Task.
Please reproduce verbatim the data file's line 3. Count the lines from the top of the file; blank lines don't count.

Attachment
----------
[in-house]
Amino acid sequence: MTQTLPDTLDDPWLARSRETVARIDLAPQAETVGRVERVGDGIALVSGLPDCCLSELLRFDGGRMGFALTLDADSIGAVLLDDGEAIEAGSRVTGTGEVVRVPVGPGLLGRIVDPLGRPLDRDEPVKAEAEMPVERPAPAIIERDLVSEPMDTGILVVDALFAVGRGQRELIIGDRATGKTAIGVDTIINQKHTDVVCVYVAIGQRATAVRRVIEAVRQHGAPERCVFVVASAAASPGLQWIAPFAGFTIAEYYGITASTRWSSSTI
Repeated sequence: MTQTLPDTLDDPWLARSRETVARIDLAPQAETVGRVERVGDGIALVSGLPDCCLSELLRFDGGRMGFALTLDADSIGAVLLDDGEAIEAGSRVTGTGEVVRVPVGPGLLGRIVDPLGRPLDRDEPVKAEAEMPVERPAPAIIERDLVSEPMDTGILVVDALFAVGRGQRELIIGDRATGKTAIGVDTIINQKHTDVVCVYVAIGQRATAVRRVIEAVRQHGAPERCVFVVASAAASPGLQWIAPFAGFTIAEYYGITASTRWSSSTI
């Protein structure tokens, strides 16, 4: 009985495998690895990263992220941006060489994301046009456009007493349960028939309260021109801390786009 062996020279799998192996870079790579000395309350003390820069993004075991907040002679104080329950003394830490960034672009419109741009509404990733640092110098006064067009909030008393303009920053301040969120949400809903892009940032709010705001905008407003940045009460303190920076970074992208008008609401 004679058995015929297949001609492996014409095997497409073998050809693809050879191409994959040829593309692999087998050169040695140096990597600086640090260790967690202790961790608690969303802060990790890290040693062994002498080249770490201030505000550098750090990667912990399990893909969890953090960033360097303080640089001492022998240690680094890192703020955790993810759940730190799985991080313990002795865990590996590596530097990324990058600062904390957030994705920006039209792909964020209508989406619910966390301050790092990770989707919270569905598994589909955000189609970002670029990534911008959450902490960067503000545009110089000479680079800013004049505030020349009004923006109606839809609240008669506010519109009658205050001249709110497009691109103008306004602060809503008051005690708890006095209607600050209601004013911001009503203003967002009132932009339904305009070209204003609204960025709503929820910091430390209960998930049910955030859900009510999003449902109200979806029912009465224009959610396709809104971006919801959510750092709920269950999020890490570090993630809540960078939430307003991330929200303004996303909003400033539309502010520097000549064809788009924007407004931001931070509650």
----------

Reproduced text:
Repeated sequence: MTQTLPDTLDDPWLARSRETVARIDLAPQAETVGRVERVGDGIALVSGLPDCCLSELLRFDGGRMGFALTLDADSIGAVLLDDGEAIEAGSRVTGTGEVVRVPVGPGLLGRIVDPLGRPLDRDEPVKAEAEMPVERPAPAIIERDLVSEPMDTGILVVDALFAVGRGQRELIIGDRATGKTAIGVDTIINQKHTDVVCVYVAIGQRATAVRRVIEAVRQHGAPERCVFVVASAAASPGLQWIAPFAGFTIAEYYGITASTRWSSSTI